I’ve just come off of an amazing three-day meeting convened by the Kettering Foundation: the Deliberative Democracy Exchange. There were about two hundred participants from all over the world coming together to exchange thoughts and think through little-d democratic politics, a politics that’s about deliberation, engagement, and civic agency. I like to describe democracy as the opportunity for all who are affected by public matters to have the ability to shape their world. That’s pretty basic, but still a lot to hope for.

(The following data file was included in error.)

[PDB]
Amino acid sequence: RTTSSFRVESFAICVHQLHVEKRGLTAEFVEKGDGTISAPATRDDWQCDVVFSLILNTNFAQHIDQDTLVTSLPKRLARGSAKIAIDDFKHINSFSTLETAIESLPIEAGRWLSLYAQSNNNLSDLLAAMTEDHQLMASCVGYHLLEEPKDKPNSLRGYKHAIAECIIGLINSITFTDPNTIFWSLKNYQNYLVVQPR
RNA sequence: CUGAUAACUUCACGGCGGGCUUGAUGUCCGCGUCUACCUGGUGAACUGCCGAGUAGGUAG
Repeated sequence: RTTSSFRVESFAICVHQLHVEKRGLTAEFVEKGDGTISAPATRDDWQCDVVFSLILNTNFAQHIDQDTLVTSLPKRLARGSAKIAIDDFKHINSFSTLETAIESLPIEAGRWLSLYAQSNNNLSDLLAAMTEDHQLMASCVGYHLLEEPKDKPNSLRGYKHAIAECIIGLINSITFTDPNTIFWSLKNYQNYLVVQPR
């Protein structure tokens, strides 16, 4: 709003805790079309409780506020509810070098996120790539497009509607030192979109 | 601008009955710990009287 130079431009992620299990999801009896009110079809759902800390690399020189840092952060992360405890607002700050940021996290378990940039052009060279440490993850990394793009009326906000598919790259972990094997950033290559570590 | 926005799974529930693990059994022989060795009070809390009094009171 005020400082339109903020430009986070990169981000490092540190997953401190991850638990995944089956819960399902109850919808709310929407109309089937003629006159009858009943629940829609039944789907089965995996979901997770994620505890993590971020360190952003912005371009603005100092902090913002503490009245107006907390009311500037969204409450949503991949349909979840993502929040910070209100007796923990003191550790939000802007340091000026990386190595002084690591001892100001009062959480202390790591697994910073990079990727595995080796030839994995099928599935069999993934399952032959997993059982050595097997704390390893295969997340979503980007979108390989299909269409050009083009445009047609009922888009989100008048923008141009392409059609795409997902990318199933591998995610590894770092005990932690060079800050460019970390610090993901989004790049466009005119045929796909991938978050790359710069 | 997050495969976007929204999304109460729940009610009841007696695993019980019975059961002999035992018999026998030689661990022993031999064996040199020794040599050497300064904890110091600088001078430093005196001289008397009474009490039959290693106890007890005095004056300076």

Last night there was a panel of speakers form Latin American, Africa, the Middle East, Southeast Asia, and New Zealand who talked about the state of democracy in the world today. I was struck by the Columbian who said to America, keep your money, help us build civil society. And I was especially struck by the Jordanian, speaking for the Middle East, talking about why it has been so hard for the Arab world to become democratic. There are internal and external factors, he noted. Internally there was the problem that various Arab regimes seized on the Israel problem as an excuse for forestalling democracy. Externally there was the problem that the best beacon for democracy — the U.S. — was modeling anything but democracy in the Middle East, by supporting dictators and brutal regimes, by waging an endless war, not supporting peace. I got the message from all that the United States is still a country that others in the world admire and love for its values; they just wish the U.S. would start living up to them.